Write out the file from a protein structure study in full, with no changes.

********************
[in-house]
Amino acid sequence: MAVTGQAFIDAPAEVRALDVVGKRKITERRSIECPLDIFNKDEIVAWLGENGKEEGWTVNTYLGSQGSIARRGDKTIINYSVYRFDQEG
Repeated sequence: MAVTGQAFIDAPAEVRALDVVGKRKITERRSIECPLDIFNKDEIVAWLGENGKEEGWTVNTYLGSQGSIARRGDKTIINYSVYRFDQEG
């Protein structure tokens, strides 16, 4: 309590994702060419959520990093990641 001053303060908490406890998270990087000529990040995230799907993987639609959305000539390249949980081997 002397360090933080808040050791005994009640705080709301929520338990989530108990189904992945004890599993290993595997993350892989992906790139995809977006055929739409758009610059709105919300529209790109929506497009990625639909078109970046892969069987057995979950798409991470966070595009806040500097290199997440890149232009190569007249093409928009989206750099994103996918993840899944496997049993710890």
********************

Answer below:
[in-house]
Amino acid sequence: MAVTGQAFIDAPAEVRALDVVGKRKITERRSIECPLDIFNKDEIVAWLGENGKEEGWTVNTYLGSQGSIARRGDKTIINYSVYRFDQEG
Repeated sequence: MAVTGQAFIDAPAEVRALDVVGKRKITERRSIECPLDIFNKDEIVAWLGENGKEEGWTVNTYLGSQGSIARRGDKTIINYSVYRFDQEG
């Protein structure tokens, strides 16, 4: 309590994702060419959520990093990641 001053303060908490406890998270990087000529990040995230799907993987639609959305000539390249949980081997 002397360090933080808040050791005994009640705080709301929520338990989530108990189904992945004890599993290993595997993350892989992906790139995809977006055929739409758009610059709105919300529209790109929506497009990625639909078109970046892969069987057995979950798409991470966070595009806040500097290199997440890149232009190569007249093409928009989206750099994103996918993840899944496997049993710890």